Why more money could be injected into the economy

The Bank of England looks likely to implement more quantitative easing Photo: REUTERS/Suzanne Plunkett

The Bank of England looks likely to inject more money into the economy through quantitative easing (QE.)

Minutes of the most recent meeting of the committee which decides how to manage the economy show that the Bank's experts were torn on whether to order more QE or not as they weighed up a weak report on the UK's output.

In the end, stubborly high inflation tipped the balance 8-1 in favour of stopping QE - partly because injecting money into the economy will probably result in pushing prices yet higher; but they were making their decision before knowing the surprise drop in April's inflation (which we discovered yesterday was a fall from 3.5 per cent in March to 3.0 per cent).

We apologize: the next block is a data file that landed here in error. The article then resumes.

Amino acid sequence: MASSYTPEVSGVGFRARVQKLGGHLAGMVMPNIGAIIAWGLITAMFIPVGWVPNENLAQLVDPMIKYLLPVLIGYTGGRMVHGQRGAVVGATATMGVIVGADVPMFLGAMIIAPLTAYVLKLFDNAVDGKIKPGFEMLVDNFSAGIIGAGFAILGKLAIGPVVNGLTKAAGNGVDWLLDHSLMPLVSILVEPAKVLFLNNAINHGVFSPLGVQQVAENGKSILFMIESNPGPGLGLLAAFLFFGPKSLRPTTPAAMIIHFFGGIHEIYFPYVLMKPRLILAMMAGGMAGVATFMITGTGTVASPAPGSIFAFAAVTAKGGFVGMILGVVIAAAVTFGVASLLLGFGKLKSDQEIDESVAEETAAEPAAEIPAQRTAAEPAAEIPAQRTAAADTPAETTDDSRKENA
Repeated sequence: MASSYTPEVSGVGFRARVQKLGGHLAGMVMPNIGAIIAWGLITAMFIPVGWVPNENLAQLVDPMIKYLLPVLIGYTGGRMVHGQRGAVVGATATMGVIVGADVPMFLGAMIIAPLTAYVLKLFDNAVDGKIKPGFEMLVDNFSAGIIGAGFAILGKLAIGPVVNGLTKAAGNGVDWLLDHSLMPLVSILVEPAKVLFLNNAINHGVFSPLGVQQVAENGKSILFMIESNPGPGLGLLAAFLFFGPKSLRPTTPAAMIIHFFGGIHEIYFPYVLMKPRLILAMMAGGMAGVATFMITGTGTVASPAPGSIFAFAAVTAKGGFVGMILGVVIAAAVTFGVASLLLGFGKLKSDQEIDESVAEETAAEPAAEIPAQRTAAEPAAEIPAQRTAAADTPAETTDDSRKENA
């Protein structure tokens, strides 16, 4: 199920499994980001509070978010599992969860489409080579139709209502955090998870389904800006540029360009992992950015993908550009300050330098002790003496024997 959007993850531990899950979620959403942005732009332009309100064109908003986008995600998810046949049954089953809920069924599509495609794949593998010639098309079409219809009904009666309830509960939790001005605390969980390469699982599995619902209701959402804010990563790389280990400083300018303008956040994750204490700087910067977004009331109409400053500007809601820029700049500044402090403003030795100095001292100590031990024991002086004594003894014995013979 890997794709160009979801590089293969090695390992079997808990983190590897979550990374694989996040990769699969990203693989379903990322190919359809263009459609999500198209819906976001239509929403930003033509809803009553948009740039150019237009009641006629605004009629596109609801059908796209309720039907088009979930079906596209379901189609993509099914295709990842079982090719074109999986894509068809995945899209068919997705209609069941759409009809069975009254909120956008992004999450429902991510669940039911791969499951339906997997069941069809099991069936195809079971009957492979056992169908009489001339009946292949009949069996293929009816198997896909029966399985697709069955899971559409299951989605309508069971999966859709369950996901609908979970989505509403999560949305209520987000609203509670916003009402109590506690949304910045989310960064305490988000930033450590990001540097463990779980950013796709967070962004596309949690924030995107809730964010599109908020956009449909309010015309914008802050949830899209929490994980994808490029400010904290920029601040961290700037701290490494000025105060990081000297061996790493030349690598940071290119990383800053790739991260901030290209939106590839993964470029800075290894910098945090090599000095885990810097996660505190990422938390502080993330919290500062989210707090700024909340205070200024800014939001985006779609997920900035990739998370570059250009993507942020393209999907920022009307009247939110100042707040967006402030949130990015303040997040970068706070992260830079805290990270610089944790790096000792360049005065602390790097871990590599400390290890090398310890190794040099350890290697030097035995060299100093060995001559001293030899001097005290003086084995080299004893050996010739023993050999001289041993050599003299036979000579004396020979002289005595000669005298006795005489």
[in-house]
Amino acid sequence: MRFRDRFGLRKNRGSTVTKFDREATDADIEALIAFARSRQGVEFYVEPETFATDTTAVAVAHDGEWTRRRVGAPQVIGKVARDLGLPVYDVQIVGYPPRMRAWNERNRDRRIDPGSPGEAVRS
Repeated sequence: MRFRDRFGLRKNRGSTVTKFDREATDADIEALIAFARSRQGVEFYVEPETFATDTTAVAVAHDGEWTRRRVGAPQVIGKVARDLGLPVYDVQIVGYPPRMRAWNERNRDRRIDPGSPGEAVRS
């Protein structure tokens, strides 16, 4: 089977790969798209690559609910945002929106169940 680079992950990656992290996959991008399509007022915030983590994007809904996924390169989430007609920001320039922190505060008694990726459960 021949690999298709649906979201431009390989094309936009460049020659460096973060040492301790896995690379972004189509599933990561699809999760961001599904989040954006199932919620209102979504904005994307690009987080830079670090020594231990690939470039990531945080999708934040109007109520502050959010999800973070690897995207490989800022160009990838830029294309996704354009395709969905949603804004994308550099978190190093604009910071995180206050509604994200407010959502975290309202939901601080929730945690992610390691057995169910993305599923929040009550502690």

Furthermore, the eurozone crisis is getting worse, markets have fallen dramatically and the threat to the UK is marked.

The IMF recommended a raft of measures yesterday to kick start Britain - starting with lower interest rates and more QE.

Today's minutes suggest the Bank may agree with that verdict.